The draft Agreement for the Withdrawal of the UK from the EU, including the Protocol on Ireland and Northern Ireland was published on 14 November 2018.
The Withdrawal Agreement provides for what happens when the UK leaves the EU on 30 March 2019 and the basis for such leaving. The agreement provides, inter alia,
- there will be a transition period until 31 December 2020 and this can be extended once by agreement between the parties
- the rights of EU citizens in the UK and of UK citizens in Europe are protected
- goods placed on the market in the EU or the UK before the end of the transition period may continue to freely circulate, without any need for product modifications or re-labelling
- existing EU intellectual property rights will be automatically protected in the UK, without any re-examination and free of cost
- the UK shall apply the GDPR to personal data received during its EU membership from companies and administrations in other Member States, until the EU makes a formal decision to the effect that the UK data protection regime is "essentially equivalent" to the EU (adequacy decision)
- the UK will continue to participate in the EU Customs Union and the Single Market but will no longer be part of EU decision-making and will not have any representation in the EU institutions
- the methodology for calculating the UK's financial contribution to the EU
The EU and UK also published an outline of the political declaration on the future UK-EU relationship which will provide a framework for the next phase of negotiations and includes the following:
- the Commission will begin to process the UK’s application for a data protection adequacy decision with the aim of adopting a decision by the end of 2020
- a free trade area for goods - the level of checks required at borders will be contingent on the level of customs and regulatory alignment achieved between the UK and EU
- free movement of capital and payments and equivalence assessments for financial services with cooperation on regulatory and supervisory matters
- a framework for ongoing UK participation in EU programmes in areas such as science and innovation, culture, education among others
- enhanced protection of IP rights
- agreements on air, road, rail and maritime transport as well as continued connection between UK and EU energy systems
Northern Ireland protocol
The Protocol forms part of the overall Withdrawal Agreement and will apply unless and until it is superseded by any subsequent agreement. If an agreement on the future EU-UK relationship is not reached by 31 December 2020, the EU and the UK have agreed that a backstop solution will apply until such a time as a subsequent agreement is in place. This would mean that there would be a single EU-UK customs territory, avoiding tariffs, quotas etc. EU customs rules, which set out, inter alia, the provisions for releasing products into free circulation within the EU, will continue to apply to Northern Ireland, and Northern Ireland will remain aligned to a limited set of rules that are related to the EU's Single Market eg rules on agricultural production/marketing, VAT and excise in respect of goods, and state aid rules.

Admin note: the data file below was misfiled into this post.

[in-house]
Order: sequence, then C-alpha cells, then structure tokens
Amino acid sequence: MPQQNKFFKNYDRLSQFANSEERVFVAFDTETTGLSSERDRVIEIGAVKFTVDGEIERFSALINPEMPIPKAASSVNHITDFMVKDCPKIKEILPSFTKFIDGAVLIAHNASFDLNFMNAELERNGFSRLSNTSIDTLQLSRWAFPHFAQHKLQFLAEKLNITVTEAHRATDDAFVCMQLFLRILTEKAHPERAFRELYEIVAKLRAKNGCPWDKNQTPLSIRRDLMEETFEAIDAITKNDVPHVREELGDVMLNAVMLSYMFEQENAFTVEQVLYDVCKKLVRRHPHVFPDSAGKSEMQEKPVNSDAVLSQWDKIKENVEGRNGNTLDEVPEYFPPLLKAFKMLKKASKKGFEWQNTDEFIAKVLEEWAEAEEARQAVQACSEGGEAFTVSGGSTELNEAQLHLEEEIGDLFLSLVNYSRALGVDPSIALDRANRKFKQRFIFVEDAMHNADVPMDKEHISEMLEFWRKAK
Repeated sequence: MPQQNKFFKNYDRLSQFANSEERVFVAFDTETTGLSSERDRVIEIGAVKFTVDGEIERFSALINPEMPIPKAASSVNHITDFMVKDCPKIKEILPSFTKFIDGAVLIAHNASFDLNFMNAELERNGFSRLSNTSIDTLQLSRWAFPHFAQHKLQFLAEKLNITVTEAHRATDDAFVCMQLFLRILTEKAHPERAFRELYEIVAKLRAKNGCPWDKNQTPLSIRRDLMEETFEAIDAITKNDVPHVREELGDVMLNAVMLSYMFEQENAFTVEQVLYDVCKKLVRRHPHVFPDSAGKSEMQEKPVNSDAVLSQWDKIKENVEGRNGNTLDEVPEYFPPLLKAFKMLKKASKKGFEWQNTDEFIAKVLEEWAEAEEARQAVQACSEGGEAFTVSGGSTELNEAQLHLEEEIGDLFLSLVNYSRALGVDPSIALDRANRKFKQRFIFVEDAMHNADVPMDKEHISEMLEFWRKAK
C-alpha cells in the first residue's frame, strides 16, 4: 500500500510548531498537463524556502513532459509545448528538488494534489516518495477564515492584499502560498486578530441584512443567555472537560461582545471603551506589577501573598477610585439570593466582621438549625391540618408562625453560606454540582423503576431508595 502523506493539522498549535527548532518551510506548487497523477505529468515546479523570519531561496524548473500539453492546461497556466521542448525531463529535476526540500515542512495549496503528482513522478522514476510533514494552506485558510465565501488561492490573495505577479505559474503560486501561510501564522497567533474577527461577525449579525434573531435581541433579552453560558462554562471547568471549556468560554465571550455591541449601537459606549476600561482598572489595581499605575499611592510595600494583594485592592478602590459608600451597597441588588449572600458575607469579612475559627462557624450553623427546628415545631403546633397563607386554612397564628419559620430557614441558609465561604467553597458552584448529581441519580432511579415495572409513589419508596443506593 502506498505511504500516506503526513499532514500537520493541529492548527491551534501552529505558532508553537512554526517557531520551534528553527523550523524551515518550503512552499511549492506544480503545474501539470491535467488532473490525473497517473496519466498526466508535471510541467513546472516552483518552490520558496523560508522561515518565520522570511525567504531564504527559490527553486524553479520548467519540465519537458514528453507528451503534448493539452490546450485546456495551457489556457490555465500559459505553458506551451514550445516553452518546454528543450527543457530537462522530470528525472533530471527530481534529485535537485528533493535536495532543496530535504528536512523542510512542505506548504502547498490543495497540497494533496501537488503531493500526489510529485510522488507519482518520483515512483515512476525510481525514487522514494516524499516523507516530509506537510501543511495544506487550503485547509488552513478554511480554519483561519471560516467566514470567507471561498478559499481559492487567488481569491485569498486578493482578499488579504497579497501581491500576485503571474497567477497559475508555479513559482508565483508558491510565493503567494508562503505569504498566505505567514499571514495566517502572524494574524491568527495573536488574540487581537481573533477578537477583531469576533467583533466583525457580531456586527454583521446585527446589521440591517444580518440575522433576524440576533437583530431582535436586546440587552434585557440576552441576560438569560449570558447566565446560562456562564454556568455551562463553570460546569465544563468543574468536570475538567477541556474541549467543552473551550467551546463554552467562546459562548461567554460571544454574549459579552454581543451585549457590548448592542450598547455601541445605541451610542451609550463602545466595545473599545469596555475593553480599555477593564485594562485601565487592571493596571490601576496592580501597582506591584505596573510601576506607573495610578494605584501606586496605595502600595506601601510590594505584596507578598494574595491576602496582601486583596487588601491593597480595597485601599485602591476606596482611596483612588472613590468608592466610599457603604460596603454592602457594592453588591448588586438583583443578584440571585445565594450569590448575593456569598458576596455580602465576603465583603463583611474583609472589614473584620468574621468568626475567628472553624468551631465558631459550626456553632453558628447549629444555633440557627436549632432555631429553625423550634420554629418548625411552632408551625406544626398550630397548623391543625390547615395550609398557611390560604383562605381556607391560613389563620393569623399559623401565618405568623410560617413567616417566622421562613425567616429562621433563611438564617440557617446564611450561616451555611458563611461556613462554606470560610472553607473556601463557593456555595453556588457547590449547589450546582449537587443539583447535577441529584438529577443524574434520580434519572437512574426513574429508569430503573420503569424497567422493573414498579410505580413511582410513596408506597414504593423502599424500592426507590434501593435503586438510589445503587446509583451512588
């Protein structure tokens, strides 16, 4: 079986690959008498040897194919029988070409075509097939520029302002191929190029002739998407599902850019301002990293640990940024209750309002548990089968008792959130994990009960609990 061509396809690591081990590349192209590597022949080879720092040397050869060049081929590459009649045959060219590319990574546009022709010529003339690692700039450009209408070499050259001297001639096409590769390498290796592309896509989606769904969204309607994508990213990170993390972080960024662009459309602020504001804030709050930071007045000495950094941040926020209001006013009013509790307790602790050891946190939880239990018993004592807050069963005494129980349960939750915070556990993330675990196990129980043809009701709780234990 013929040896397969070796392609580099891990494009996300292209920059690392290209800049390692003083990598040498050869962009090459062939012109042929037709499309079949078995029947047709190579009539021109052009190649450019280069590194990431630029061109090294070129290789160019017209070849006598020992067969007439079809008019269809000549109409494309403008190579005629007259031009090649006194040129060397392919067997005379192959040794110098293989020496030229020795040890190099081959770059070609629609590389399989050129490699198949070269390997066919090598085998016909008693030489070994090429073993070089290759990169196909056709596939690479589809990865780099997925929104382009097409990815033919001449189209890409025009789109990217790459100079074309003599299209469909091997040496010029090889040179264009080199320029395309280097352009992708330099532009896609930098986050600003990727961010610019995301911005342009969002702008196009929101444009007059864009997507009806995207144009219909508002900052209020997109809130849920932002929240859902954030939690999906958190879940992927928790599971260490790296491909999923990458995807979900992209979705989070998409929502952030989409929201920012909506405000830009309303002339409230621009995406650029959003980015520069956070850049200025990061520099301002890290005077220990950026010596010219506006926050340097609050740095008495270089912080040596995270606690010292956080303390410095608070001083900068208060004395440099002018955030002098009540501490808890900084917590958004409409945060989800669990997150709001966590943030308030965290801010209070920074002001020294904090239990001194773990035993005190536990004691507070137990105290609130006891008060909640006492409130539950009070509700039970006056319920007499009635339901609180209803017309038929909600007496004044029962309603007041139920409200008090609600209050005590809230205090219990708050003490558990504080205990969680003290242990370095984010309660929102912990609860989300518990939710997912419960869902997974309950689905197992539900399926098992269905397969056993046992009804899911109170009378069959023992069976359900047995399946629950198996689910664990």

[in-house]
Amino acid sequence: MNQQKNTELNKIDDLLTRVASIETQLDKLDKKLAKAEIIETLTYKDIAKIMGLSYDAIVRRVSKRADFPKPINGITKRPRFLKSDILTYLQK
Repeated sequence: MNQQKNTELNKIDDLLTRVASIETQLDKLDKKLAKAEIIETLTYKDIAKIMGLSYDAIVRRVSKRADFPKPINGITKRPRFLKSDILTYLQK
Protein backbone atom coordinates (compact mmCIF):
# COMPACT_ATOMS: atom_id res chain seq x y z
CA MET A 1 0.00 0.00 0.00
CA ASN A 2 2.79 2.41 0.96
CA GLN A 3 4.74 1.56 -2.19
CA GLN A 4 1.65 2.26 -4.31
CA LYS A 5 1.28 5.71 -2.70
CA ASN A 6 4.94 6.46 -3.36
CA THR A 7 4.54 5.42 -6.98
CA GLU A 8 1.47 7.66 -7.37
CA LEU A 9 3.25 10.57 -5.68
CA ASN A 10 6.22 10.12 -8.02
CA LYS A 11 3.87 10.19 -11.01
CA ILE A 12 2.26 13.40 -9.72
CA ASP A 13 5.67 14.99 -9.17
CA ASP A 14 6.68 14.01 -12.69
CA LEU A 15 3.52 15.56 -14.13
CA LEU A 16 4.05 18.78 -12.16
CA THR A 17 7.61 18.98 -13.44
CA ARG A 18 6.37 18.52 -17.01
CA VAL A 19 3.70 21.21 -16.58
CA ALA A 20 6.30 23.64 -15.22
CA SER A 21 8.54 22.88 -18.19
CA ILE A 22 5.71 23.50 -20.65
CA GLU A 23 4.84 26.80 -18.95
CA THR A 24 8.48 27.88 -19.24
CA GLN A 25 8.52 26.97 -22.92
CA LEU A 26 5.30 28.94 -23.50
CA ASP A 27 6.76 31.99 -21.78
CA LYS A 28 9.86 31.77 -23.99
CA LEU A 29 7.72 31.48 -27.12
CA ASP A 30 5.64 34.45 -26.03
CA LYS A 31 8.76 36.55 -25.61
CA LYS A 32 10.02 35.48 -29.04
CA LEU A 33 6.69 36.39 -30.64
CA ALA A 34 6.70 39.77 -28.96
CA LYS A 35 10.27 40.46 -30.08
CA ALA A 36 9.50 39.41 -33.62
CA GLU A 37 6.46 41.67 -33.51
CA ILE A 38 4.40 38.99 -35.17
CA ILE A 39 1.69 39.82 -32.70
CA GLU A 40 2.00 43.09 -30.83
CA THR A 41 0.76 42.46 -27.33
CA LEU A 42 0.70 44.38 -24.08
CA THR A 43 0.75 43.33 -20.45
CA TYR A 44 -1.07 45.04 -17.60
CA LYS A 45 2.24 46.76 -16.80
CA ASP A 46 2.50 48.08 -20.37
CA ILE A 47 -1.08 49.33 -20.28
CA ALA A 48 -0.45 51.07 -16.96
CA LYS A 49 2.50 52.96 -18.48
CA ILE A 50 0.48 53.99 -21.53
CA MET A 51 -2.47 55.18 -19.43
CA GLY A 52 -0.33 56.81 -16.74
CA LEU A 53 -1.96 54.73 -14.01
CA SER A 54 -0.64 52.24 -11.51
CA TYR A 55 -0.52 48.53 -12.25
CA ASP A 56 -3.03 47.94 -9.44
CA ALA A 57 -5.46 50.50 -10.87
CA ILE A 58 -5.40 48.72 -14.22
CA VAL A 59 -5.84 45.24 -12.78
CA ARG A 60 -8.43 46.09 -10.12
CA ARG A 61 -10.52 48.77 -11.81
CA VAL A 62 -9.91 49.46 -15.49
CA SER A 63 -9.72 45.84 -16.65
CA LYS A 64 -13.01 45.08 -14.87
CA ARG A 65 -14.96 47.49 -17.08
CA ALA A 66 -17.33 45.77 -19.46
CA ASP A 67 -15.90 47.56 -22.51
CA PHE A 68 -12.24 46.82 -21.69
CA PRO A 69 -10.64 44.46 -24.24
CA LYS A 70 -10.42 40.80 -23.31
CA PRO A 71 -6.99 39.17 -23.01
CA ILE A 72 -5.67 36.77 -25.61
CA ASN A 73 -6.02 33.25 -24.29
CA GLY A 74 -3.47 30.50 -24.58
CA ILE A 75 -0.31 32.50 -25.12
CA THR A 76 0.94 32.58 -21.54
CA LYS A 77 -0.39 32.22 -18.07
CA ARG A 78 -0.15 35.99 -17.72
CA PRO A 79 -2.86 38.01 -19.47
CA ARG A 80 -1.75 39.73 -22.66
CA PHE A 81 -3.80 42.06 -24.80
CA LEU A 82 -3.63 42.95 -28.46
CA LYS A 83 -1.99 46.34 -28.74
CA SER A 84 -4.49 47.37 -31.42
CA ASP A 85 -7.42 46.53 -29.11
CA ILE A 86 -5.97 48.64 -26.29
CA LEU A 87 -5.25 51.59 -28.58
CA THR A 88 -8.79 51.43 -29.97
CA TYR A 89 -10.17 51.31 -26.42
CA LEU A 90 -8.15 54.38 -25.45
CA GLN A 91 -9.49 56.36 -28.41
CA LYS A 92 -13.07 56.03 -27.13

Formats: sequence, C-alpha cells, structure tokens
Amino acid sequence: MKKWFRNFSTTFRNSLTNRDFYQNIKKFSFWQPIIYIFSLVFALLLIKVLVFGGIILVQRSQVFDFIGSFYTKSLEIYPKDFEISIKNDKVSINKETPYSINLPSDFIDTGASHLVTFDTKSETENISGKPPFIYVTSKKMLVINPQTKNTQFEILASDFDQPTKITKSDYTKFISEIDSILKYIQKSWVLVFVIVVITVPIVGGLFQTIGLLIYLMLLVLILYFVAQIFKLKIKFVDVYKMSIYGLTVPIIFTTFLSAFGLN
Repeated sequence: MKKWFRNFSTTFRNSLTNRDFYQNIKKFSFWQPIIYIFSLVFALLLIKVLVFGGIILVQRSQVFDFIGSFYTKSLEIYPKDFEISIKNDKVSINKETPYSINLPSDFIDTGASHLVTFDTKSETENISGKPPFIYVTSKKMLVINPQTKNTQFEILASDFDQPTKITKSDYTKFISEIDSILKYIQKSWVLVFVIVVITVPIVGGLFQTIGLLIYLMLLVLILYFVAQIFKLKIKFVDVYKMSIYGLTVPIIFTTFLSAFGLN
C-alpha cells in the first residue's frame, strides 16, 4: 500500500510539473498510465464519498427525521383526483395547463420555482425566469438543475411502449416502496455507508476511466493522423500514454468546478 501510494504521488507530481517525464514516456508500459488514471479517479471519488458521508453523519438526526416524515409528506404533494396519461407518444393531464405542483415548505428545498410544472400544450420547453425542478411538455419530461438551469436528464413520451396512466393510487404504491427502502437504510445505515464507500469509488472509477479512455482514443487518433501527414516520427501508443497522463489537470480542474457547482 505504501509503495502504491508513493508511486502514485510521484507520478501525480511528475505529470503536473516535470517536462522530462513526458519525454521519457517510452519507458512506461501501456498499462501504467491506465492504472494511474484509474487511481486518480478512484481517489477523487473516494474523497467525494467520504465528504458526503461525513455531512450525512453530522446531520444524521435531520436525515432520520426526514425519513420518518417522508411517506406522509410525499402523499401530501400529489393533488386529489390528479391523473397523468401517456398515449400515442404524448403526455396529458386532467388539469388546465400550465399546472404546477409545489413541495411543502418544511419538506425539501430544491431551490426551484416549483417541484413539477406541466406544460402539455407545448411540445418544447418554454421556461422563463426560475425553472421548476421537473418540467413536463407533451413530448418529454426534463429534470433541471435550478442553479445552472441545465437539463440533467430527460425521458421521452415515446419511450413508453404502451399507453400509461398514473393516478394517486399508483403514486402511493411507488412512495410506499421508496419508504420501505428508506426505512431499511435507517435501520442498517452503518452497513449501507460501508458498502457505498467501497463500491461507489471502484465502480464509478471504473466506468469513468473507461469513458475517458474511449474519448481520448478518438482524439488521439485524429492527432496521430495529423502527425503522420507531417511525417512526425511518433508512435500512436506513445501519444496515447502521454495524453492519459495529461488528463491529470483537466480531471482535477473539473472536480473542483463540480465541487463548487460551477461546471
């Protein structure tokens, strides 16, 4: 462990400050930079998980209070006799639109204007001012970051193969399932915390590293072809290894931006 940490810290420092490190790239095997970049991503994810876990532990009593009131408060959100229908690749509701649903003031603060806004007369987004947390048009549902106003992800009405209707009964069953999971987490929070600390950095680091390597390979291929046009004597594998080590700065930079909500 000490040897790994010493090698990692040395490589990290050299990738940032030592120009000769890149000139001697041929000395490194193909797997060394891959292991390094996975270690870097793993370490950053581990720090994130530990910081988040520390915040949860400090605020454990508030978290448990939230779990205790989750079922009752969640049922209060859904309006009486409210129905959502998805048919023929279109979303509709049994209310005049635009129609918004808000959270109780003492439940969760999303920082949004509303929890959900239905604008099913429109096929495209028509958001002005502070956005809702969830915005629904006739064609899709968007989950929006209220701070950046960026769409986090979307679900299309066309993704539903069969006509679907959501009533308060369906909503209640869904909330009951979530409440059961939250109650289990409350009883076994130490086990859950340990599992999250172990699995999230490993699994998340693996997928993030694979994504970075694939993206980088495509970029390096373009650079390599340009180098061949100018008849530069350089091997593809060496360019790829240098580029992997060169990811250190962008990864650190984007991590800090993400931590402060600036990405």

What happens next?
In the UK, the Withdrawal Agreement and the political declaration must be approved by the House of Commons, and if it is so approved, the European Union (Withdrawal Agreement) Bill will be introduced. The European Parliament must agree to the Withdrawal Agreement by simple majority and the Council of the European Union (excluding the UK) must approve it by a qualified majority. If no agreement is reached by 11.00 pm on 29 March 2019, the withdrawal will still happen unless the negotiation period is extended or the notice to withdraw revoked.
In the meantime, both parties continue to prepare for a no-deal Brexit. In the UK, the European Union Withdrawal Act 2018 will preserve UK law as it stands on 30 March 2019 including most directly applicable EU law (and other EU rights and obligations), and the UK has published dozens of technical notices and hundreds of draft statutory instruments to deal with post-Brexit law and policy changes. The EU Commission has recently published a communication on preparing for a withdrawal of the UK without a deal, which identifies key areas and actions to be taken, as well as a structure for discussions and Member State coordination between now and 29 March 2019.